Tax Breaks for the Military

Wes Neuman

August 11, 2016

If you are in the U. S. Armed Forces, then there are special tax breaks for you. For example, some types of pay are not taxable. Certain rules apply to deductions or credits that you may be able to claim that can lower your tax. In some cases, you may get more time to file your tax return. You may also get more time to pay your income tax. Here are some tips to keep in mind:

  1. Deadline Extensions.  Some members of the military, such as those who serve in a combat zone, can postpone some tax deadlines. If this applies to you, you can get automatic extensions of time to file your tax return and to pay your taxes.

  2. Combat Pay Exclusion.  If you serve in a combat zone, then your combat pay is partially or fully tax-free. If you serve in support of a combat zone, you may also qualify for this exclusion.

  3. Moving Expense Deduction.  You may be able to deduct some of your unreimbursed moving costs on Form 3903. This normally applies if the move is due to a permanent change of station.

  4. Earned Income Tax Credit or EITC.  If you get nontaxable combat pay, you may choose to include it in your taxable income. Including it may boost your EITC, meaning you may owe less tax and could get a larger refund. In 2015, the maximum credit for taxpayers was $6,242. The average amount of EITC claimed was more than $2,400. Figure it both ways and choose the option that best benefits you. Consider arranging a meeting with us first!

  5. Signing Joint Returns.  Both spouses normally must sign a joint income tax return. If your spouse is absent due to certain military duty or conditions, you may be able to sign for your spouse.  You may need a power of attorney to file a joint return. Your installation’s legal office may be able to help you. You can always declare a CPA at our firm as your representative having power of attorney.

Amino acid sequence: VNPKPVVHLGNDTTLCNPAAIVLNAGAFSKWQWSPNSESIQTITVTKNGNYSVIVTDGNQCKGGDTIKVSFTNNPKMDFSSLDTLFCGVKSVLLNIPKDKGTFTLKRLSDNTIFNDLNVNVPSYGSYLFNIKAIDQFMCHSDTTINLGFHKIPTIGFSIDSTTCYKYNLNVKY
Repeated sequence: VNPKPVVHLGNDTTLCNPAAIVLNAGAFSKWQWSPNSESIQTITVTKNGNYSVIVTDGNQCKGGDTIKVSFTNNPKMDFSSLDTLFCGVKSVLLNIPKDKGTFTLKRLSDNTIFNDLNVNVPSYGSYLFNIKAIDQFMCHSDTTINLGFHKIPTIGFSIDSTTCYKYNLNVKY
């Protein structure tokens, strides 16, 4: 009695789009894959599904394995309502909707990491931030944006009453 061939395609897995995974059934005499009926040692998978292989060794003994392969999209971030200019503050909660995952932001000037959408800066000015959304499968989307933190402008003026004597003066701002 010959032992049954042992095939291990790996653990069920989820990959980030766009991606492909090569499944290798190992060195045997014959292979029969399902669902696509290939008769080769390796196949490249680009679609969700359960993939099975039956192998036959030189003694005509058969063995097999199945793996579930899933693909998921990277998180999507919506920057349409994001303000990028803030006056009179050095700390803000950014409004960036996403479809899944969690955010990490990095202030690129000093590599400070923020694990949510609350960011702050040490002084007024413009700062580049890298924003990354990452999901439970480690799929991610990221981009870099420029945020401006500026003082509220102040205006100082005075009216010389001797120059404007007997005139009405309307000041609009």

6. Reservists’ Travel Deduction.  Reservists whose reserve-related duties take them more than 100 miles away from home can deduct their unreimbursed travel expenses on Form 2106, even if they do not itemize their deductions.

  7. Uniform Deduction.  You can deduct the costs of certain uniforms that you can’t wear while off duty. This includes the costs of purchase and upkeep. You must reduce your deduction by any allowance you get for these costs.

  8. ROTC Allowances.  Some amounts paid to ROTC students in advanced training are not taxable. This applies to allowances for education and subsistence. Active duty ROTC pay is taxable. For instance, pay for summer advanced camp is taxable.

  9. Civilian Life.  If you leave the military and look for work, you may be able to deduct some job search expenses. You may be able to include the costs of travel, preparing a resume and job placement agency fees. Moving expenses may also qualify for a tax deduction. Contact us for more information regarding your specific circumstances!

Whether you're stationed domestically or overseas, our firm has the tools and the technology to offer a premium serve you and your family well!  If you have retired and have your own business, or are thinking of starting a business, we have the experience to make sure you're a registered Veteran-Owned or Service-Disabled Veteran Owned Small Business. Give us a call today!

   

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